Effects of a quality improvement program in acute care evaluated by patients, nurses, and physicians.

Elisabeth Hansson, Bengt Fridlund, Inger Hallström

Research output: Contribution to journalArticlepeer-review

23 Citations (SciVal)

Abstract

Hospitalized patients have a right to be assessed for pain and receive optimal pain management, but inadequate pain management is still widely prevalent. Different quality improvement (QI) approaches have been used to improve patients’ experience of pain, with varied results. The aim of this study was to implement a QI program and evaluate its effects on pain management routines in acute care, experienced by patients, nurses, and physicians. A cross-sectional intervention study was conducted with patients, nurses, and physicians assigned to a control group for 2 months in 2002 and an intervention group for 2 months in 2003. Implementation of a QI program, including pain policy and an educational program for the health care professionals, was evaluated with questionnaires. Nurses’ assessment of pain at rest and pain with movement with pain rating scales increased (p < .001) after the intervention. Nurses participating in the educational program increased their knowledge of pain and changed their pain management routines and search habits for pain-related websites on the Internet. The number of patients assessed with pain rating scales increased (p = .011), but no difference was seen in patients’ experience of pain severity, interference with function, or use of nonpharmacologic methods. Younger and higher-educated patients seemed to prefer a more active participation role in their pain management than did older and low-educated patients. In future research it would be valuable to illuminate patients’ possibilities to participate in pain management further and test different implementation methods with varied length of educational programs including follow-ups for the whole team and the patients in acute care.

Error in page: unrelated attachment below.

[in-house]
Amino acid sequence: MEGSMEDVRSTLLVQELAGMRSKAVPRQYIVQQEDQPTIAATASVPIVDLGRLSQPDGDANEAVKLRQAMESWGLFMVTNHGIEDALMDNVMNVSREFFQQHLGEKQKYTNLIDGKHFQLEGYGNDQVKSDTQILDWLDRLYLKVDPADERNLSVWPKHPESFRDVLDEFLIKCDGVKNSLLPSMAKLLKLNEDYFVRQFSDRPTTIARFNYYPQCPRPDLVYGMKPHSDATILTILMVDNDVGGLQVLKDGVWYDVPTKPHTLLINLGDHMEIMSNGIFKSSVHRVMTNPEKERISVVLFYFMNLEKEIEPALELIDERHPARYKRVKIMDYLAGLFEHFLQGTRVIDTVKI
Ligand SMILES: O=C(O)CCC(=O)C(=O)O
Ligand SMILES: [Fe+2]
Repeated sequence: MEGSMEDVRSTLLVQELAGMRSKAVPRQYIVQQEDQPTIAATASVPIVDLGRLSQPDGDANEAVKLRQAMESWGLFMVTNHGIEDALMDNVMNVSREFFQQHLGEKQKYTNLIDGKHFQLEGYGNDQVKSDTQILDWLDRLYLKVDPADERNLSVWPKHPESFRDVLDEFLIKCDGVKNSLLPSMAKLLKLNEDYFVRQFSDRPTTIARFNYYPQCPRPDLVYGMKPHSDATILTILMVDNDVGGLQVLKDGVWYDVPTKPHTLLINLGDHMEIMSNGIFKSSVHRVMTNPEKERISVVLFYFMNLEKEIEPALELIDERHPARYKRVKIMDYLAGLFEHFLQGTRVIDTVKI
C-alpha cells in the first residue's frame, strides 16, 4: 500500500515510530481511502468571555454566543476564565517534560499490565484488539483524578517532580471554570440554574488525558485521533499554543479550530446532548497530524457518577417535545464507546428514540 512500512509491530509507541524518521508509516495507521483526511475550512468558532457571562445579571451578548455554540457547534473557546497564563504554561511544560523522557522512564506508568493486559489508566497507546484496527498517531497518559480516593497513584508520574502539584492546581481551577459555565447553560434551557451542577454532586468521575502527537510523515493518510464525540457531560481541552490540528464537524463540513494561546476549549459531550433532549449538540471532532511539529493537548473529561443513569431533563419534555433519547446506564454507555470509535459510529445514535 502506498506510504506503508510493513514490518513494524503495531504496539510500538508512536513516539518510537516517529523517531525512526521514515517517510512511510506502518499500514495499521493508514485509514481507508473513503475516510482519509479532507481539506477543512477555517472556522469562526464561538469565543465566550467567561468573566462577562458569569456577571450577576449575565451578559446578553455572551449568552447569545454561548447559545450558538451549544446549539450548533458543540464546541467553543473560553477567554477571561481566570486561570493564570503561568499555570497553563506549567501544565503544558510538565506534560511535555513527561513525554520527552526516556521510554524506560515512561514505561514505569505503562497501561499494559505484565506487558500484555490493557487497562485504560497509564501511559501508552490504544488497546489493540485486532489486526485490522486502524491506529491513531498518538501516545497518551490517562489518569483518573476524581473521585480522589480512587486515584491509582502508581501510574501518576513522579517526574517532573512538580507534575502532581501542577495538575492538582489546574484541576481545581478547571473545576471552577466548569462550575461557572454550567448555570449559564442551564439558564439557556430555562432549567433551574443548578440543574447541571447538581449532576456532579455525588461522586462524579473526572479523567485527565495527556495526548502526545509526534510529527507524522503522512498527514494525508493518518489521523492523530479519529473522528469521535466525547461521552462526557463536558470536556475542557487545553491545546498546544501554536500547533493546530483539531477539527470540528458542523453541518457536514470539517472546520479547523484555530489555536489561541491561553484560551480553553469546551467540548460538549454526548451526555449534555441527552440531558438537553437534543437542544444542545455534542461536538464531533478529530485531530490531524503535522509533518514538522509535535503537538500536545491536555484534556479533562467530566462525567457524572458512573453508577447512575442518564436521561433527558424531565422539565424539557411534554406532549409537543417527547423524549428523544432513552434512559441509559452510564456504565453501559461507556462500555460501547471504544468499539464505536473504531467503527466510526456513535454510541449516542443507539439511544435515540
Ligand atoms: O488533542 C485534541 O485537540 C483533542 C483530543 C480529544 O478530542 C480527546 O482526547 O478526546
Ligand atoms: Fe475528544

Original languageEnglish
Pages (from-to)93-108
JournalPain Management Nursing
Volume7
Issue number3
DOIs
Publication statusPublished - 2006

Bibliographical note

The information about affiliations in this record was updated in December 2015.
The record was previously connected to the following departments: Division of Nursing (Closed 2012) (013065000)

Subject classification (UKÄ)

  • Nursing

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